How can dance change the world? The theme of activism was discussed in the Kiertoliike event
This year, the Kiertoliike event for dance makers was organised online. The event gathered people working in the field of dance to discuss activism during the climate crisis.
The Kiertoliike event was organised in the beginning of October. The participants discussed ways for promoting good by means of art. How can dance field participate in creating a more sustainable future?
Experts of the event answered this question during their keynote speeches. They urged people working in the field of dance to channel their worries about the climate crisis into action.
Activism seeks changes
“The central role of art in the world of climate crisis is to speak the language of emotions,” says the author, journalist and activist Suvi Auvinen during her opening speech at the Kiertoliike event.
According to Auvinen, art can help people to process the frightening and distressing thoughts caused by the climate crisis. For artists, it is often necessary to take a stand on climate change because to some extent, art always reflects the surrounding world.
“Art acts as the conscience of society. It is now more urgently necessary than ever before”.
The selection of a theme for art can always be regarded as a political question. Auvinen points out, however, that political does not automatically mean activism. The creators of art activism must have the intention of stimulating discussion, creating action and activating people.
“Activism must seek to change something outside of ourselves: the surrounding society, the industry, the viewer”.
In addition to Auvinen, the activists of the Mustarinda Association Pauliina Leikas and Tiina Arjukka Hirvonen also took the floor at the event. They spoke about the activities of the Mustarinda Association that was established in 2010 and that is rooted at the Mustarinda house at the edge of the Paljakka nature reserve in Hyrynsalmi. The association is a practical example of sustainable activity during the climate crisis.
In addition to residency activities, education, events, exhibitions, workshops and nature conservation lie at the centre of the association’s activity. The goal of the association is to promote the ecological rebuilding of society, the diversity of culture and nature, and the connection between art and science.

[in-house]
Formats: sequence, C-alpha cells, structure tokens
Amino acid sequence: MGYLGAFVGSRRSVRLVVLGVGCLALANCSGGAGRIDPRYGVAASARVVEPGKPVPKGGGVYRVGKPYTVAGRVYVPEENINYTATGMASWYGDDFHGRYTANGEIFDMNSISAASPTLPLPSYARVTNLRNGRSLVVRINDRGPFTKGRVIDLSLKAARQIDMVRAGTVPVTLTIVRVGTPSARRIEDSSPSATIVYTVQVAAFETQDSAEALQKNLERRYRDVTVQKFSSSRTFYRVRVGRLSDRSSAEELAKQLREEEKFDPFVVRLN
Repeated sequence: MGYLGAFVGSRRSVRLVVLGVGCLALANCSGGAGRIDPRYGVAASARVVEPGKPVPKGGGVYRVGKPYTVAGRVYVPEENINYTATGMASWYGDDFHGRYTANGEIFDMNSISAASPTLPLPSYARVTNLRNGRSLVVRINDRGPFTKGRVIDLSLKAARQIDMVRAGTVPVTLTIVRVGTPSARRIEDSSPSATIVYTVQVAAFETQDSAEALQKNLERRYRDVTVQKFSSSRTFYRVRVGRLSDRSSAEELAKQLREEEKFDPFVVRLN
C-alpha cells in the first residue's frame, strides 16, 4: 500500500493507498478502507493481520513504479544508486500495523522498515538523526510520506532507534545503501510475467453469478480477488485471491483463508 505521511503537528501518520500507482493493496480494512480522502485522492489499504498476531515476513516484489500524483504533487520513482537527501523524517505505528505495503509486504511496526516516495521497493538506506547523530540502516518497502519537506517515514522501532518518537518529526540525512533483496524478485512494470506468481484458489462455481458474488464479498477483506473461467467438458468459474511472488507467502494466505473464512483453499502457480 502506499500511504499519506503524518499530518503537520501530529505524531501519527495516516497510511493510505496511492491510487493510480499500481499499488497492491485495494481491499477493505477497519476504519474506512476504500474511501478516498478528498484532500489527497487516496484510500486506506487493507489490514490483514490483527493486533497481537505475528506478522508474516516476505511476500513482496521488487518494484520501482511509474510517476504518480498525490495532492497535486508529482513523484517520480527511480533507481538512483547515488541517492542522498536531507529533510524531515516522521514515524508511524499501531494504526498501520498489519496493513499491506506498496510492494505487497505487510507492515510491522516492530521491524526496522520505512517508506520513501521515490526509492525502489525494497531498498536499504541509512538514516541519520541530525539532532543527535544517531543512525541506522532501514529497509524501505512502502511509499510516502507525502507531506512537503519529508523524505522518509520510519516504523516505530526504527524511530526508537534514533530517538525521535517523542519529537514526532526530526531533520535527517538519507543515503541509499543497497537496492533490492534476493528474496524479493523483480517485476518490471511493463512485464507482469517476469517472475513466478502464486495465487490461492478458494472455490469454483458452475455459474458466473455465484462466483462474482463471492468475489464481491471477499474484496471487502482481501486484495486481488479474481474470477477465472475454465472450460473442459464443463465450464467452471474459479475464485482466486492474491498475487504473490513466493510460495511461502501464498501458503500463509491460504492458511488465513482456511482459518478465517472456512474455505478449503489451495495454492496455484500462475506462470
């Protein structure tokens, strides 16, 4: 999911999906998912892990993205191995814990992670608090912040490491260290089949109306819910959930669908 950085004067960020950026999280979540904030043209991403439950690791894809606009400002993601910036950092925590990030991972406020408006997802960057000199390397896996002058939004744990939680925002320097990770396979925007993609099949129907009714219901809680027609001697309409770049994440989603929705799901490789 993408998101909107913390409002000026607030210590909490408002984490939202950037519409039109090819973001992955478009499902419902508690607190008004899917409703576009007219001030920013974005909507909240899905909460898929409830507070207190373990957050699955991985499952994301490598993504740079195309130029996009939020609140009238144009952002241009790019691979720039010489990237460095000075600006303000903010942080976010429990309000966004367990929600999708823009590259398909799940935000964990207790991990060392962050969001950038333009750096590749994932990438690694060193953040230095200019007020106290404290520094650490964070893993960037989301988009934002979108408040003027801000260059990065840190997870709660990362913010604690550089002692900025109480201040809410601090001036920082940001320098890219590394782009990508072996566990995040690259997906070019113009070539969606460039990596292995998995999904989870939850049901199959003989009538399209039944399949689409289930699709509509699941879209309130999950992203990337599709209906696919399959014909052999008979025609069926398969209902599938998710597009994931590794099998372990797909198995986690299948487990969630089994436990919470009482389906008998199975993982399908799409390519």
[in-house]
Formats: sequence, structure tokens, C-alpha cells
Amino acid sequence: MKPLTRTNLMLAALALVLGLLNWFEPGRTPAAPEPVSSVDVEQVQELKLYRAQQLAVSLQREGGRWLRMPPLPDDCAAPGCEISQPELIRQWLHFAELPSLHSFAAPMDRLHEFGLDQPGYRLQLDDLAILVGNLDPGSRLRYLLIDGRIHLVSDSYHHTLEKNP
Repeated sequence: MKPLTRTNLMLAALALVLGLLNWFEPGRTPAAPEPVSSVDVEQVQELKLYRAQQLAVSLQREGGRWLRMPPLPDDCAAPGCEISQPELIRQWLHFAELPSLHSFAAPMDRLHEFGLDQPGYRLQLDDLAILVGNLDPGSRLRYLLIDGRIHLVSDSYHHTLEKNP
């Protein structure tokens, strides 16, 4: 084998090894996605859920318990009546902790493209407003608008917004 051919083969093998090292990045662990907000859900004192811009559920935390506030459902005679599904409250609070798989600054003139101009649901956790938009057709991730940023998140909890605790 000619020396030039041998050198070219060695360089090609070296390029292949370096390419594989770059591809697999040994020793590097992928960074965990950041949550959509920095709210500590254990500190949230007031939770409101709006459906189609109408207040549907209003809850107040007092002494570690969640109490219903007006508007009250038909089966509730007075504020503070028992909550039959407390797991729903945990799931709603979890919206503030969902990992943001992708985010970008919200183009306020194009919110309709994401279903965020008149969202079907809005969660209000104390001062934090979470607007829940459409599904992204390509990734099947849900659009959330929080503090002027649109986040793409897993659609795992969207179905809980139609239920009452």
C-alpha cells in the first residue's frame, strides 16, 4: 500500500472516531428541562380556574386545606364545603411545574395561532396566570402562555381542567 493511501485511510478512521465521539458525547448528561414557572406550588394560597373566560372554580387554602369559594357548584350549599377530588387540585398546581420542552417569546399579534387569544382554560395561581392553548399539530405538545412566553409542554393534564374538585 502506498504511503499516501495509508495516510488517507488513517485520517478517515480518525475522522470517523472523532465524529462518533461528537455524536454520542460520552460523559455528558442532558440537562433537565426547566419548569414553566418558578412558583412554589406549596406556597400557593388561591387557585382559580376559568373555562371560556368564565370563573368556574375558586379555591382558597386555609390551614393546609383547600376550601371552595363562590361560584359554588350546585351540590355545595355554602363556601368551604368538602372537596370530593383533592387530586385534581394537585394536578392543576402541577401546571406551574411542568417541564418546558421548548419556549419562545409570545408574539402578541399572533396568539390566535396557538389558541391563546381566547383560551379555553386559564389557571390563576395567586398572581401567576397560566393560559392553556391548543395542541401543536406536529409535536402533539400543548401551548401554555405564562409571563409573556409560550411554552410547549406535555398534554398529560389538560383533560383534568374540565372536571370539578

Room for diversity and different voices
The third speech at Kiertoliike provided tools for artists that want to change the world by means of activism.
The founder of the Climate Church project Laura Marleena Halonen discussed activism and artivism together with Sámi rights advocate and environmental activist Jenni Laiti and the dance artist, activist and chairperson of Fem-R Ajak Majok. The core themes of the discussion were decolonisation, intersectionality, anti-racism and climate justice.
“To me, activism means taking action together. It’s about getting along with all kinds of people and giving room for everyone,” Laiti explains.
Both Laiti and Majok agree that diversity and intersectionality should be considered in art projects. They also point out that by doing so, people must be prepared to notice problems that previously went unnoticed.
“There are many problems that people cannot understand if they do not live in certain intersections,” Majok says.
According to Majok, art is able to address people in such a way that is not necessarily possible by means of politics, civil disobedience or organisational activities. Majok hopes to see more artistic work that provides people with comfort, hope and positive emotions. She also highlights the importance of cooperation.
“I try to keep the African proverb in mind: if you want to go fast, go alone. If you want to go far, go together. Immense power lies in a community”.
Even though the climate crisis is very serious, both Laiti and Majok encourage people to enjoy activism and celebrate the moments of success.
“I highly appreciate the moments in activism where the action happens. That’s when I feel the most alive. It connects me to life and the universe. It feels great to be in that moment and defend something bigger than myself or us,” Laiti says.
She wants to lower the threshold for taking part in activism.
“In the beginning, all that is required is gathering with a group of people and talking about matters that are important to them”.
Socratic method inspiring the artists of Kiertoliike
This spring, the exceptional situation brought about by the coronavirus pandemic set a new challenge for the artists of Kiertoliike. A team of artists worked together for one week by utilising virtual platforms.
The team built a participatory statement based on themes related to climate change and activism. During the online event, the artists further explained one of their central methods for working, the Socratic method of walking based on dialogue and reciprocity. They invited all people working in the field of dance to develop a respectful conversation culture.
In 2020, the artists taking part in Kiertoliike were Mathilda Kauppinen (Regional Dance Centre of Eastern Finland), Terhi Kuokkanen (Regional Dance Center of Finnish Lakeland), Maria Nurmela (Regional Dance Centre of Western Finland), Kati Raatikainen (Regional Dance Centre of Ostrobothnia), Tuija Touhunen (Central Finland Regional Dance Center), Sari Palmgren (Zodiak / Regional Dance Center Helsinki) and Anna Riski (Regional Dance Centre of Northern Finland).
“Because I work in a peripheral industry where the field is small, I find it especially valuable to be a part of such a rich platform for exchanging thoughts,” Mathilda Kauppila says.
Kiertoliike is an annual professional dance forum that gathers people working in the field of dance to discuss current themes of the field. The event of the year 2020 was organised by Tanssin talo and Routa Company / Regional Dance Centre of Northern Finland in cooperation with other regional dance centres.